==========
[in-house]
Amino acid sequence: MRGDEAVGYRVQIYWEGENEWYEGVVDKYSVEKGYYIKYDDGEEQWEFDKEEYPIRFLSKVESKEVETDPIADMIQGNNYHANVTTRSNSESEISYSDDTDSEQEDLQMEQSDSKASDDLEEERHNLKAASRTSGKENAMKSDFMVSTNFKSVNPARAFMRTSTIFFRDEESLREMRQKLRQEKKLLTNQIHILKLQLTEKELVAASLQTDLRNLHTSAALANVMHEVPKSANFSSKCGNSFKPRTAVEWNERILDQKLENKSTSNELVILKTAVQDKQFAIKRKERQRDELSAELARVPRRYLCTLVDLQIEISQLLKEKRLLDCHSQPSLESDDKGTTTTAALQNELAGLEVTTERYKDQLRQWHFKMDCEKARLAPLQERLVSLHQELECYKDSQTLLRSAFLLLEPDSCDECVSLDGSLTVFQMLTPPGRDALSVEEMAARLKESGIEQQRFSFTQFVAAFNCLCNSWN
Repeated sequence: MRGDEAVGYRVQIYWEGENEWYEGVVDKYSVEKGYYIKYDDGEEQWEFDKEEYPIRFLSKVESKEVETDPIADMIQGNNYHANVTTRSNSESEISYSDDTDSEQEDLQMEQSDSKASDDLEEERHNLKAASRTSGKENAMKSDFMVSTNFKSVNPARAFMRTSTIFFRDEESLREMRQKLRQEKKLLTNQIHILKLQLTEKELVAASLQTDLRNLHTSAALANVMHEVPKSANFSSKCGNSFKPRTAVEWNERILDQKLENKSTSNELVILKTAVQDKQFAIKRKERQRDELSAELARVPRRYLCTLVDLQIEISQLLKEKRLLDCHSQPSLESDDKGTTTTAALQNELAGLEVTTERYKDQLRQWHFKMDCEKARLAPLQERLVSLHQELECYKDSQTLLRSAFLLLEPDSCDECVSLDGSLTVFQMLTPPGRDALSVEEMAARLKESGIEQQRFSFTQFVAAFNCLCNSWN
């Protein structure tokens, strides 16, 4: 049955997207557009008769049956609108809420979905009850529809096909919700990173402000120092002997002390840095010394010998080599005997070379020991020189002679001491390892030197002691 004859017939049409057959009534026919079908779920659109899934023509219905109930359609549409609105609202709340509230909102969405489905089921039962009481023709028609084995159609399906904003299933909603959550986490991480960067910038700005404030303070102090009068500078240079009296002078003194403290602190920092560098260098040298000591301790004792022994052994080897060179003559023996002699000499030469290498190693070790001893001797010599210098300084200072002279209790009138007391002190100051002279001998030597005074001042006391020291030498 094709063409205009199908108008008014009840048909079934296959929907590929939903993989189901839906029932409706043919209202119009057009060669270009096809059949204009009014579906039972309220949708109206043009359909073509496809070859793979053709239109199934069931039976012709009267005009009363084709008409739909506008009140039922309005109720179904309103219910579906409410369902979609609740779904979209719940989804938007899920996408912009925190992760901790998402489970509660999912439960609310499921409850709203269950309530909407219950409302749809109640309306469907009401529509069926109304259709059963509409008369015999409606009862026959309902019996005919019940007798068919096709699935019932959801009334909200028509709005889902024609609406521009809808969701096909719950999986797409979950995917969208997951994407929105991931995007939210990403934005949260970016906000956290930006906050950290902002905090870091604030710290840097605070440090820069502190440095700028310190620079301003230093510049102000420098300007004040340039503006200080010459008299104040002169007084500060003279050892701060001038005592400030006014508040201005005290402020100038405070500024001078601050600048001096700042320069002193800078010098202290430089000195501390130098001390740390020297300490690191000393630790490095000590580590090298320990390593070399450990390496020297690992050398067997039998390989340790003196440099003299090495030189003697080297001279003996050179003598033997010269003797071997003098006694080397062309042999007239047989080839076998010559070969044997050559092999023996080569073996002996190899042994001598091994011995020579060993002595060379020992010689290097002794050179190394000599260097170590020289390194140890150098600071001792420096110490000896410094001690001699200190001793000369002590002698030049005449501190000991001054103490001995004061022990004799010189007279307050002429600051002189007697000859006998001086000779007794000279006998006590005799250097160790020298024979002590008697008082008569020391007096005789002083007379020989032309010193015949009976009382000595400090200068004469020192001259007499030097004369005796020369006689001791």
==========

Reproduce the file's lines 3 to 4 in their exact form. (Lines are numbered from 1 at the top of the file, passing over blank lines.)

Repeated sequence: MRGDEAVGYRVQIYWEGENEWYEGVVDKYSVEKGYYIKYDDGEEQWEFDKEEYPIRFLSKVESKEVETDPIADMIQGNNYHANVTTRSNSESEISYSDDTDSEQEDLQMEQSDSKASDDLEEERHNLKAASRTSGKENAMKSDFMVSTNFKSVNPARAFMRTSTIFFRDEESLREMRQKLRQEKKLLTNQIHILKLQLTEKELVAASLQTDLRNLHTSAALANVMHEVPKSANFSSKCGNSFKPRTAVEWNERILDQKLENKSTSNELVILKTAVQDKQFAIKRKERQRDELSAELARVPRRYLCTLVDLQIEISQLLKEKRLLDCHSQPSLESDDKGTTTTAALQNELAGLEVTTERYKDQLRQWHFKMDCEKARLAPLQERLVSLHQELECYKDSQTLLRSAFLLLEPDSCDECVSLDGSLTVFQMLTPPGRDALSVEEMAARLKESGIEQQRFSFTQFVAAFNCLCNSWN
């Protein structure tokens, strides 16, 4: 049955997207557009008769049956609108809420979905009850529809096909919700990173402000120092002997002390840095010394010998080599005997070379020991020189002679001491390892030197002691 004859017939049409057959009534026919079908779920659109899934023509219905109930359609549409609105609202709340509230909102969405489905089921039962009481023709028609084995159609399906904003299933909603959550986490991480960067910038700005404030303070102090009068500078240079009296002078003194403290602190920092560098260098040298000591301790004792022994052994080897060179003559023996002699000499030469290498190693070790001893001797010599210098300084200072002279209790009138007391002190100051002279001998030597005074001042006391020291030498 094709063409205009199908108008008014009840048909079934296959929907590929939903993989189901839906029932409706043919209202119009057009060669270009096809059949204009009014579906039972309220949708109206043009359909073509496809070859793979053709239109199934069931039976012709009267005009009363084709008409739909506008009140039922309005109720179904309103219910579906409410369902979609609740779904979209719940989804938007899920996408912009925190992760901790998402489970509660999912439960609310499921409850709203269950309530909407219950409302749809109640309306469907009401529509069926109304259709059963509409008369015999409606009862026959309902019996005919019940007798068919096709699935019932959801009334909200028509709005889902024609609406521009809808969701096909719950999986797409979950995917969208997951994407929105991931995007939210990403934005949260970016906000956290930006906050950290902002905090870091604030710290840097605070440090820069502190440095700028310190620079301003230093510049102000420098300007004040340039503006200080010459008299104040002169007084500060003279050892701060001038005592400030006014508040201005005290402020100038405070500024001078601050600048001096700042320069002193800078010098202290430089000195501390130098001390740390020297300490690191000393630790490095000590580590090298320990390593070399450990390496020297690992050398067997039998390989340790003196440099003299090495030189003697080297001279003996050179003598033997010269003797071997003098006694080397062309042999007239047989080839076998010559070969044997050559092999023996080569073996002996190899042994001598091994011995020579060993002595060379020992010689290097002794050179190394000599260097170590020289390194140890150098600071001792420096110490000896410094001690001699200190001793000369002590002698030049005449501190000991001054103490001995004061022990004799010189007279307050002429600051002189007697000859006998001086000779007794000279006998006590005799250097160790020298024979002590008697008082008569020391007096005789002083007379020989032309010193015949009976009382000595400090200068004469020192001259007499030097004369005796020369006689001791």